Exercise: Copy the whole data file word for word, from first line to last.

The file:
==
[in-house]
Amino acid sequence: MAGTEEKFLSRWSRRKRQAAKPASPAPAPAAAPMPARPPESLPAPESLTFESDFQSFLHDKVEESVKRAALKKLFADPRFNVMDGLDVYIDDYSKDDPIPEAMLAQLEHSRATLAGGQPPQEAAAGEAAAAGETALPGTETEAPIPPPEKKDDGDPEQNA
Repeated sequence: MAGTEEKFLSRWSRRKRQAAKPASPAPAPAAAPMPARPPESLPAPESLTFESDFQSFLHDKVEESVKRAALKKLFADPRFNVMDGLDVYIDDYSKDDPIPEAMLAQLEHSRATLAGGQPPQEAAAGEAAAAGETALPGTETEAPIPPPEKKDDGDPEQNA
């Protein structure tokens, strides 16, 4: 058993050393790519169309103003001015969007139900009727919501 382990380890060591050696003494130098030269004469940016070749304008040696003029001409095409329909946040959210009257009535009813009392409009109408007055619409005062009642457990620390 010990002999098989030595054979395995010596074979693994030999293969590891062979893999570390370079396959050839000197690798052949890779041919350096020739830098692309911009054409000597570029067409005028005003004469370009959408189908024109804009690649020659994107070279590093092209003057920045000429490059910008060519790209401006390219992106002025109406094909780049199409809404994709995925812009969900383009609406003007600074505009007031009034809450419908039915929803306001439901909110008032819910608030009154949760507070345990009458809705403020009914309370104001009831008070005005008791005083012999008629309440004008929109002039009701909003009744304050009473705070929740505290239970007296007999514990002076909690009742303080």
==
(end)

[in-house]
Amino acid sequence: MAGTEEKFLSRWSRRKRQAAKPASPAPAPAAAPMPARPPESLPAPESLTFESDFQSFLHDKVEESVKRAALKKLFADPRFNVMDGLDVYIDDYSKDDPIPEAMLAQLEHSRATLAGGQPPQEAAAGEAAAAGETALPGTETEAPIPPPEKKDDGDPEQNA
Repeated sequence: MAGTEEKFLSRWSRRKRQAAKPASPAPAPAAAPMPARPPESLPAPESLTFESDFQSFLHDKVEESVKRAALKKLFADPRFNVMDGLDVYIDDYSKDDPIPEAMLAQLEHSRATLAGGQPPQEAAAGEAAAAGETALPGTETEAPIPPPEKKDDGDPEQNA
């Protein structure tokens, strides 16, 4: 058993050393790519169309103003001015969007139900009727919501 382990380890060591050696003494130098030269004469940016070749304008040696003029001409095409329909946040959210009257009535009813009392409009109408007055619409005062009642457990620390 010990002999098989030595054979395995010596074979693994030999293969590891062979893999570390370079396959050839000197690798052949890779041919350096020739830098692309911009054409000597570029067409005028005003004469370009959408189908024109804009690649020659994107070279590093092209003057920045000429490059910008060519790209401006390219992106002025109406094909780049199409809404994709995925812009969900383009609406003007600074505009007031009034809450419908039915929803306001439901909110008032819910608030009154949760507070345990009458809705403020009914309370104001009831008070005005008791005083012999008629309440004008929109002039009701909003009744304050009473705070929740505290239970007296007999514990002076909690009742303080």